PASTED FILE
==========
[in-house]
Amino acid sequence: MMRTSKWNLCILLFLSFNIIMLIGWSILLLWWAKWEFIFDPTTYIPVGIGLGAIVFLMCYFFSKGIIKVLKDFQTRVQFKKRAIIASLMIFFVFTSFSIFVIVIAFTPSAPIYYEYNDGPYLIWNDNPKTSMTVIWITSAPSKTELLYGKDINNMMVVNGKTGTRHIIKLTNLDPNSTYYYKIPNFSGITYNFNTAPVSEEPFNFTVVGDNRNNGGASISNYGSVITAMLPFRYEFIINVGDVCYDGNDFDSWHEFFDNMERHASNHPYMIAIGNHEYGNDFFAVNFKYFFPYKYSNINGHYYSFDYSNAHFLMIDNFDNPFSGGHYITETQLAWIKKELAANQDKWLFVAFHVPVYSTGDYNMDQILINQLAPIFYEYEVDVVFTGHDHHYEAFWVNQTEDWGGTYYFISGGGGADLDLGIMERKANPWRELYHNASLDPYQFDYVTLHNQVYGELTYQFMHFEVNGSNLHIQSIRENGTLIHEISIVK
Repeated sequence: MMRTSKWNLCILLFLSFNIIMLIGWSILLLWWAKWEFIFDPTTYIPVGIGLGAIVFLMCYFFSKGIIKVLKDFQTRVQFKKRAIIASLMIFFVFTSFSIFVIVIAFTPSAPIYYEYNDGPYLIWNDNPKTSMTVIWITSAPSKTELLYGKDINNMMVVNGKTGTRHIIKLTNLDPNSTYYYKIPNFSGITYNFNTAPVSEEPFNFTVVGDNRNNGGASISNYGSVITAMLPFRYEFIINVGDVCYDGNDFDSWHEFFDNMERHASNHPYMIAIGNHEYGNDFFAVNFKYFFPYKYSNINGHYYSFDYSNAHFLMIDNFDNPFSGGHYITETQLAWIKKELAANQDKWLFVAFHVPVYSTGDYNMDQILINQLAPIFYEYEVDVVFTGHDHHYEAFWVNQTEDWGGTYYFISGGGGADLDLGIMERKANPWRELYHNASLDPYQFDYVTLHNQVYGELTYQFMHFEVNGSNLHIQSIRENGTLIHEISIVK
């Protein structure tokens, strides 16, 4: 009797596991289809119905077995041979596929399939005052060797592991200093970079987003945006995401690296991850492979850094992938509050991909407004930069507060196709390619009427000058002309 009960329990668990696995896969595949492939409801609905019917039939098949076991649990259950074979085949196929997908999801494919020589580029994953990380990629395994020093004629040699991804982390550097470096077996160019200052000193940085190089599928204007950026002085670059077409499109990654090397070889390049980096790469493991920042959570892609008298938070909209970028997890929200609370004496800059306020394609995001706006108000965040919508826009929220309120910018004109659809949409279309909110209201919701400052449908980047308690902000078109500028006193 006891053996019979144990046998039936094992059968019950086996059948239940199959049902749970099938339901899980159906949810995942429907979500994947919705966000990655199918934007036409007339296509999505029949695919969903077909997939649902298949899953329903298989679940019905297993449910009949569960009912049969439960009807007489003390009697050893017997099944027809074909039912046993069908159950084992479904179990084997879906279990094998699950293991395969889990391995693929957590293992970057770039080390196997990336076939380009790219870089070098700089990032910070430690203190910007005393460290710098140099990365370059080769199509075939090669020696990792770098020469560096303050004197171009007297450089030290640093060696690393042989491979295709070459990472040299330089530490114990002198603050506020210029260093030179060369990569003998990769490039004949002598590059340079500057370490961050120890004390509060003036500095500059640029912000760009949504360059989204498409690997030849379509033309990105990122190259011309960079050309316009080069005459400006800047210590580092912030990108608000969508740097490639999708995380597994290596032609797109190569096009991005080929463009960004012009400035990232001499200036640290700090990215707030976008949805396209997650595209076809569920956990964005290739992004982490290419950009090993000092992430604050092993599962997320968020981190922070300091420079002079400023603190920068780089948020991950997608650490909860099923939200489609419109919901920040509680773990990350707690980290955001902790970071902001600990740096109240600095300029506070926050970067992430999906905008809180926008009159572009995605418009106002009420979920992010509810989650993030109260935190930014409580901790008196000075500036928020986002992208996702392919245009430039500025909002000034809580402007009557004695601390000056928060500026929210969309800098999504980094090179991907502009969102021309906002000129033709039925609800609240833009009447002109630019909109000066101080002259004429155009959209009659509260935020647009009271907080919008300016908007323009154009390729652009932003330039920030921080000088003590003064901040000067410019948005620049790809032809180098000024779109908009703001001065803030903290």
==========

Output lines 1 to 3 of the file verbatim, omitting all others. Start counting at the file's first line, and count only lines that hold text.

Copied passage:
[in-house]
Amino acid sequence: MMRTSKWNLCILLFLSFNIIMLIGWSILLLWWAKWEFIFDPTTYIPVGIGLGAIVFLMCYFFSKGIIKVLKDFQTRVQFKKRAIIASLMIFFVFTSFSIFVIVIAFTPSAPIYYEYNDGPYLIWNDNPKTSMTVIWITSAPSKTELLYGKDINNMMVVNGKTGTRHIIKLTNLDPNSTYYYKIPNFSGITYNFNTAPVSEEPFNFTVVGDNRNNGGASISNYGSVITAMLPFRYEFIINVGDVCYDGNDFDSWHEFFDNMERHASNHPYMIAIGNHEYGNDFFAVNFKYFFPYKYSNINGHYYSFDYSNAHFLMIDNFDNPFSGGHYITETQLAWIKKELAANQDKWLFVAFHVPVYSTGDYNMDQILINQLAPIFYEYEVDVVFTGHDHHYEAFWVNQTEDWGGTYYFISGGGGADLDLGIMERKANPWRELYHNASLDPYQFDYVTLHNQVYGELTYQFMHFEVNGSNLHIQSIRENGTLIHEISIVK
Repeated sequence: MMRTSKWNLCILLFLSFNIIMLIGWSILLLWWAKWEFIFDPTTYIPVGIGLGAIVFLMCYFFSKGIIKVLKDFQTRVQFKKRAIIASLMIFFVFTSFSIFVIVIAFTPSAPIYYEYNDGPYLIWNDNPKTSMTVIWITSAPSKTELLYGKDINNMMVVNGKTGTRHIIKLTNLDPNSTYYYKIPNFSGITYNFNTAPVSEEPFNFTVVGDNRNNGGASISNYGSVITAMLPFRYEFIINVGDVCYDGNDFDSWHEFFDNMERHASNHPYMIAIGNHEYGNDFFAVNFKYFFPYKYSNINGHYYSFDYSNAHFLMIDNFDNPFSGGHYITETQLAWIKKELAANQDKWLFVAFHVPVYSTGDYNMDQILINQLAPIFYEYEVDVVFTGHDHHYEAFWVNQTEDWGGTYYFISGGGGADLDLGIMERKANPWRELYHNASLDPYQFDYVTLHNQVYGELTYQFMHFEVNGSNLHIQSIRENGTLIHEISIVK